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Pope Francis suggests that "ecological sin" be added to catechism



Can "ecological sin" one day be added to the list of sins in the catechism of the Catholic Church? Pope Francis has proposed such an idea.

He was speaking at the 20th World Congress of the International Association of Penal Law in Rome, and the Holy Father said that Christians have an obligation to preserve the environment.

"We must introduce – we think about it – to the Catholic Church's catechism the sin of ecology, the" ecological sin "of our common home, because an obligation is at stake," said Pope Francis, reported by LifeSiteNews. [1

9659003] So how exactly would a "sin against ecology" work on a theological scale? According to Catholic author Dr. Peter Kwasniewski, language must be framed in a way that illustrates that sin would be against God rather than an inanimate object.

"There is no possible sin against the planet Earth," Kwasniewski said. "All sins are ultimately against God or against those in God's image. As all theologians have explained before the theology's decay after reconciliation, when we abuse the natural world or animals or plants, we sin against God, their creator, who gave them to us to use for the right purposes and in accordance with their nature and ours. "

" The only "targets" of sin are persons, because they are either divine persons who deserve our total obedience, or angels or human persons who deserve our reverence as images of God, "he continued. [19659007] If a person abuses a tree or animal, Kwasniewski said that the person would be in serious violation of God because of the natural order, not because an animal or tree has any fundamental rights.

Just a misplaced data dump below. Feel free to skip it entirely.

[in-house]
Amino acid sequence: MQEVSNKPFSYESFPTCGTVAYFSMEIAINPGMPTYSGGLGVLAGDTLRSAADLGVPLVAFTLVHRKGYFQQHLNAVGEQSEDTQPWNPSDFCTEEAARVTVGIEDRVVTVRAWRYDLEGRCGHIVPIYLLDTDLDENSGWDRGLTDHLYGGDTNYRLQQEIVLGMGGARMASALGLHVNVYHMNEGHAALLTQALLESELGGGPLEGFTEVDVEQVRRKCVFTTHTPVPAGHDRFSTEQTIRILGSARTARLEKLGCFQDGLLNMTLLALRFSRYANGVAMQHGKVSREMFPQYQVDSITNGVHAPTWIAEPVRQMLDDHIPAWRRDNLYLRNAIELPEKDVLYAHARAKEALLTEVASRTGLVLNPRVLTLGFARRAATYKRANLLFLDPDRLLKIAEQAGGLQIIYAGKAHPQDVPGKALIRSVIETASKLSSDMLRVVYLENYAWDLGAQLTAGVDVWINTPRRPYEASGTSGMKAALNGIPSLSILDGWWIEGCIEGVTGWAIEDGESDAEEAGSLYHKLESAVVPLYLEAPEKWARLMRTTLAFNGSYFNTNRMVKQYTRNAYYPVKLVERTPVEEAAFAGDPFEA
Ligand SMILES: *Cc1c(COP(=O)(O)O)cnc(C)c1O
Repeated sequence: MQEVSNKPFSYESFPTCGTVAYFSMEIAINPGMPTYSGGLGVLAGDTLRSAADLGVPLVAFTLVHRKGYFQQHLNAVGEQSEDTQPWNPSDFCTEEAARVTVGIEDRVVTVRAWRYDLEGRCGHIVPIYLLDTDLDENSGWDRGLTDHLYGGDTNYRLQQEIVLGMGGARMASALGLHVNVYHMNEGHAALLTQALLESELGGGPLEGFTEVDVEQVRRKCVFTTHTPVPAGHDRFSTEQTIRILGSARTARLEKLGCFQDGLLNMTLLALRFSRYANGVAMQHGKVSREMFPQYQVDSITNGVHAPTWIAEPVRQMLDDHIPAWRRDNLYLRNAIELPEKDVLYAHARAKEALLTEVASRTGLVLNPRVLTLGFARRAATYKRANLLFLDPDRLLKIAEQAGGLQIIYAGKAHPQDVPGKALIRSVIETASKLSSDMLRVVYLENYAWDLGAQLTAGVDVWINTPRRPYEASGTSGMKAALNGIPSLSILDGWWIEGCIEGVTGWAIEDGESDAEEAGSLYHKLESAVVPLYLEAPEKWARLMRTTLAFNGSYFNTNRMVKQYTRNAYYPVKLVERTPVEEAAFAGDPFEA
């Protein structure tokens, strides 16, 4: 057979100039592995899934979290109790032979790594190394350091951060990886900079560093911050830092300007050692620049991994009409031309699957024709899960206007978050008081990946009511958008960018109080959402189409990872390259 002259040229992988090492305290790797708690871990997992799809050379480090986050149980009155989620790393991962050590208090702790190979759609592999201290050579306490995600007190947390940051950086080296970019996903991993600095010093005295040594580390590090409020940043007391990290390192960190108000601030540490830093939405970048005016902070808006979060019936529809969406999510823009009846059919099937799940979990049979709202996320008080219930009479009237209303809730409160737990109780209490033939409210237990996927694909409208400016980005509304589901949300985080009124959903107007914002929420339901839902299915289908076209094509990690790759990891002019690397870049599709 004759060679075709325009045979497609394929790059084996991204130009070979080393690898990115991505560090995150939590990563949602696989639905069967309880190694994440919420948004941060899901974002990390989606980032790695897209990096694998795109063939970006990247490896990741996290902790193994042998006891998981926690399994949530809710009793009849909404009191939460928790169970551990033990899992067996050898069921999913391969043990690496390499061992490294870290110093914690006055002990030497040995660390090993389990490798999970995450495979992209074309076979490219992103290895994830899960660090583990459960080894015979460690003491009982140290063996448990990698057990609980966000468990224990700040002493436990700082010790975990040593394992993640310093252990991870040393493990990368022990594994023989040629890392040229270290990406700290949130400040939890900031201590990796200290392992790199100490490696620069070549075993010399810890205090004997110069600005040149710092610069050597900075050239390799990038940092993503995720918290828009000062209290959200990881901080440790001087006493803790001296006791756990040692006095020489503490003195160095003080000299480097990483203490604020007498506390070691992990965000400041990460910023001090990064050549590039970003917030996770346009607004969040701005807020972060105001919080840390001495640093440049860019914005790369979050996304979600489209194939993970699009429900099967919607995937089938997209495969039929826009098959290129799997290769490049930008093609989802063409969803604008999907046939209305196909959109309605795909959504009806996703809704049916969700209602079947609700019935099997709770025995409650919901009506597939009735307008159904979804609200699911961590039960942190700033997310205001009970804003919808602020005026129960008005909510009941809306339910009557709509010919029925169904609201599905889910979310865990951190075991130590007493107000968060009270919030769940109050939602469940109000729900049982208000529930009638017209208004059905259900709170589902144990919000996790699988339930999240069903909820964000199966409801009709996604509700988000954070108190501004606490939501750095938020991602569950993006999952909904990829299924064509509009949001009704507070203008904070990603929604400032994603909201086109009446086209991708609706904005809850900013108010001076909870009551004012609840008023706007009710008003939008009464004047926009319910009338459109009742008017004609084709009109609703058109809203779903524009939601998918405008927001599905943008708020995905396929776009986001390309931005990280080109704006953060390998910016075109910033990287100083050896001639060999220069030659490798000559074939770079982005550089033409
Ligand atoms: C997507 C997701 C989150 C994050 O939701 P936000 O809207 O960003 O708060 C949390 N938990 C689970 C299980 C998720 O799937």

"Someone who tortures an animal or burns down a forest for fun is a sinner not because the animal or the forest has rights, but because he offends God, the great king of the whole earth, from whom all comes to our advantage and to whom they are ordered, "he said. “Man is obliged in justice to respect the gift of God and the order he has established; man must also respect the common destination for material goods, that is, God has made the earth for the benefit of all, not for the selfish benefit of a few, ”he continued.

If Pope Frans framed "ecological sin" In this light if catechism were ever to change, it would be in line with Catholic tradition, which has always said that humans have a moral obligation to preserve the environment as a gift sent from God . In fact, Pope Benedict XVI made this particular argument in his "God and the world."

"Sure, a kind of industrial use of creatures, so that geese are fed in such a way that they produce as large a liver as possible, or chickens that live so packed together that they only become caricatures of birds, this humiliation of living creatures to a being seem to me to really contradict the reciprocal relationship that comes across in the Bible, "Benedict wrote." Animals are also creatures of God and although they do not have the same direct relationship with God as humans, they are still creatures of God's will, creatures we must respect as companions in creation. "


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